2. It is important to note that, while important, a small number of the studies outlined in the research review are not included in the meta-analysis due to expiration of data storage rules and data output reporting styles that inhibited calculation of an effect size. Efforts were made with many authors to retrieve all relevant data for inclusion in the current study. Some of the studies not included in the analysis are Adkins et al., (2000); Petrosino and Petrosino (1999); Sandler et al., (2008); Schram and Milloy (1995); Vasquez et al., (2008); and Zgoba et al., (2010).

  3. No exclusions were made solely based on this category. Meaning, no study was excluded because they had studied parole or probation released offenders in exclusion. Parolees were included in this analysis because in many states sex offenders are held on parole supervision for life (PSL) or community supervision for life (CSL) after release from prison. Individuals who received only probation would not have been; however, no studies were excluded for this reason.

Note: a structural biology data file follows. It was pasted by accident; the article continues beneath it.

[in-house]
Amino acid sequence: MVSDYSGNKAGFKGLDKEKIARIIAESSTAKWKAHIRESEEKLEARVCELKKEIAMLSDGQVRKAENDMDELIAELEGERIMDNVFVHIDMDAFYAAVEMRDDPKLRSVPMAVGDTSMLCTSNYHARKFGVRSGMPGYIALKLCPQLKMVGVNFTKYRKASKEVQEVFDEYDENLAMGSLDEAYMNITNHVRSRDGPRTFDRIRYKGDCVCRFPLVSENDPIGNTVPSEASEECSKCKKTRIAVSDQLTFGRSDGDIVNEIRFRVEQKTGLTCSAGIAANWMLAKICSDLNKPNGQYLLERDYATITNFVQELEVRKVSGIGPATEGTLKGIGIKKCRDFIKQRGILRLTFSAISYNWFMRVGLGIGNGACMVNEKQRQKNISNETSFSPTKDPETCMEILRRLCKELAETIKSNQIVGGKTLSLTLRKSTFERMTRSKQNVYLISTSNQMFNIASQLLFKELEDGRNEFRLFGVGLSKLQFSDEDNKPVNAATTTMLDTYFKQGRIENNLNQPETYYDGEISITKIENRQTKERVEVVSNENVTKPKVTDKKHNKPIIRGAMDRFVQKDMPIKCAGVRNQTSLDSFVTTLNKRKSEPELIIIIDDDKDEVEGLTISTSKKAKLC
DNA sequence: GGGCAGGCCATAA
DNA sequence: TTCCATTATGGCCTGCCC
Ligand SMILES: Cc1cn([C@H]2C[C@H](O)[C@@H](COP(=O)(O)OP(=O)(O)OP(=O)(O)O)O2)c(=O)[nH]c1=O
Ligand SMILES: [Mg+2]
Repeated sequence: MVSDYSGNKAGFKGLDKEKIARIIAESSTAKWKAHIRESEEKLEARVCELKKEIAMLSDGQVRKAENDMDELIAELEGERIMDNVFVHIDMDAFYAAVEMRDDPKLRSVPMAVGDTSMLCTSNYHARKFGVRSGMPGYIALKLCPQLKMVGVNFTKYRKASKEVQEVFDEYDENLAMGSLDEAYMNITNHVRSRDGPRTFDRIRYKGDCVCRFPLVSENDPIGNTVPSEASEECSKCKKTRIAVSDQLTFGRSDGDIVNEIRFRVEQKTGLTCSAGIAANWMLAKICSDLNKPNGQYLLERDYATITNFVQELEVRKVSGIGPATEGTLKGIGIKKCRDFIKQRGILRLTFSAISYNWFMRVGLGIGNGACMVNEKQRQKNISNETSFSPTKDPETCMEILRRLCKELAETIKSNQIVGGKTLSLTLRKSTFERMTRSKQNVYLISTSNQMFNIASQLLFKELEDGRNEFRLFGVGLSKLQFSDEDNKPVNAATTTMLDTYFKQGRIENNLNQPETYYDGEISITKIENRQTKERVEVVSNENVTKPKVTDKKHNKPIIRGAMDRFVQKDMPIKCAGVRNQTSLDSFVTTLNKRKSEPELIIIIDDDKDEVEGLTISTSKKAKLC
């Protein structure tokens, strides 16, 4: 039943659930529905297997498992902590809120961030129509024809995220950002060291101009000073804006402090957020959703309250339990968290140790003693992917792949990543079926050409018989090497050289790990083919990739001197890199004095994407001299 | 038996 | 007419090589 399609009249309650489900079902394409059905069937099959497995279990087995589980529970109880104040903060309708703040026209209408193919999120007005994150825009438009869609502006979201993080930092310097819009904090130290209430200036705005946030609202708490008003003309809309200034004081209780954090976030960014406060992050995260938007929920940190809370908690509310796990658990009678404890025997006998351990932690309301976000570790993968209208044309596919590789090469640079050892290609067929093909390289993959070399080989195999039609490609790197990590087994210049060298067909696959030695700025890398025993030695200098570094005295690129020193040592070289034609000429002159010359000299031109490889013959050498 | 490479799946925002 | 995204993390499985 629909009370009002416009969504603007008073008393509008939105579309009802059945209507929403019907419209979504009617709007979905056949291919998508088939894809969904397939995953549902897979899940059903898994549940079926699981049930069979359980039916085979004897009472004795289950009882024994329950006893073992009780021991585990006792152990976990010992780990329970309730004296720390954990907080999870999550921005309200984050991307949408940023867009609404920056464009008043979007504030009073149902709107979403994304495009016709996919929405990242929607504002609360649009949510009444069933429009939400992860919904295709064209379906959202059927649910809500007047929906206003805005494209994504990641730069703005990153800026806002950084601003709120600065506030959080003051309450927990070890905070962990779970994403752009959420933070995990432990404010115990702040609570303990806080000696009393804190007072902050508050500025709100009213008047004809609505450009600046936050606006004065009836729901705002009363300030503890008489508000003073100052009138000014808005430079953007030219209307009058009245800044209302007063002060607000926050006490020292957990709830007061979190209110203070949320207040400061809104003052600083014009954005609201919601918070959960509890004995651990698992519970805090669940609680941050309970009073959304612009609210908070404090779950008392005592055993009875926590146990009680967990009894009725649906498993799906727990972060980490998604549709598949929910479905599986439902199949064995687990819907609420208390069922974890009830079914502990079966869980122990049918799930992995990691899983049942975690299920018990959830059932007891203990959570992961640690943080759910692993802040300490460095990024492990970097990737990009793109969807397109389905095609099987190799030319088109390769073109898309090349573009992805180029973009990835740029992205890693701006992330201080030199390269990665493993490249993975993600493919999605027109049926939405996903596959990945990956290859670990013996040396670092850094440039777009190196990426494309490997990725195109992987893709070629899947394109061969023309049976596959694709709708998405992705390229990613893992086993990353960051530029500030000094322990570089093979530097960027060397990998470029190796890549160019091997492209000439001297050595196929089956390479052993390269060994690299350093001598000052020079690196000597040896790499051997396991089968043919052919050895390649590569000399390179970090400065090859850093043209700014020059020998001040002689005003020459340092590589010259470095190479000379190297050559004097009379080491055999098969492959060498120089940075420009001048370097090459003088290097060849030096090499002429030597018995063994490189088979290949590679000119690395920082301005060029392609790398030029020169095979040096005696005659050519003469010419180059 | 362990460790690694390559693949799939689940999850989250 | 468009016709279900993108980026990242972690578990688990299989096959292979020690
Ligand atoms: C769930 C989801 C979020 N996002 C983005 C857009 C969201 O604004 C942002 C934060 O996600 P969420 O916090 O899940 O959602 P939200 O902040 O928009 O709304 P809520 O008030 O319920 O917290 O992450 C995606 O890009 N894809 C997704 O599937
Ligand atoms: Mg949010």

4. FTR is a felony in many states and with the federal government. It was not included in any recidivism analyses, however, because the studies were excluded for various other reasons.